By: Mir M.Hosseini
Abbas Mirza's death on his way to Kandahar in 1834, created a power vacuum in Ariana, eastern Iran. The British used this situation to create a shield between Iran and India and sent Alexander Burnes disguised as a merchant to Kabul. He succeeded in toppling Dost Mohammad Khan and replacing him with Shojaolmolk. But in 1839 when they deployed 5000 soldiers to Ariana, Afghans revolted and killed all of them including Burnes and Shojaolmolk.
In 1841 16,500 more British troops were deployed but they were defeated and on the way back were all killed in Jalalabad. Dost Mohammad Khan returned to power and fought with the British forces until a treaty was signed in Peshawar on March, 30, 1855, bringing Herat under British guardianship. That led to Iran's deployment of troops and taking Herat back on Oct, 25. The British, unhappy with the situation and knowing that Iran was run by a weak ruler declared war on Iran on Nov, 1, 1856. This war ended after 4 days with Iranian defeat followed by the infamous Paris treaty 17 months later. Iran ultimately agreed to surrender its claims to Herat.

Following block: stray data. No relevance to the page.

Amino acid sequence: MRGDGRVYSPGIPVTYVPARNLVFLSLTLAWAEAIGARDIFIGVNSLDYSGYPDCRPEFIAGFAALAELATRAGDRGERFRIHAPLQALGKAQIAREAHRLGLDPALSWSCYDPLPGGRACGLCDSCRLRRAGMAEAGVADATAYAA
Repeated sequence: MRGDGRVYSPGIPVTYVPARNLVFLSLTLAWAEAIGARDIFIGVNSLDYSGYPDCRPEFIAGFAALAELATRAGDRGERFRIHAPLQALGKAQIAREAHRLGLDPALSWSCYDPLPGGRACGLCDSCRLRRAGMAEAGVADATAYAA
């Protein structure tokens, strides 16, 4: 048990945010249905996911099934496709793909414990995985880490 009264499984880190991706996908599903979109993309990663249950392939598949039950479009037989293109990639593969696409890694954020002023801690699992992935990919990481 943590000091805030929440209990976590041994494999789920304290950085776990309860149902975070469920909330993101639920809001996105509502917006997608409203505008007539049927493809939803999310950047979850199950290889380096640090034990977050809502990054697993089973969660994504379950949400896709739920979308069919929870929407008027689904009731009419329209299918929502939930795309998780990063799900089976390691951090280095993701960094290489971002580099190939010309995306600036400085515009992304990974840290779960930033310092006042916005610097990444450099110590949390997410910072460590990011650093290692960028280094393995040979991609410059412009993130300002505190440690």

In the context of the Great Game, the British wished for Afghanistan to remain as a buffer against Russian expansion towards India. During the reign of Queen Victoria (1837-1901), an aggressive expansionist policy was observed by Britain.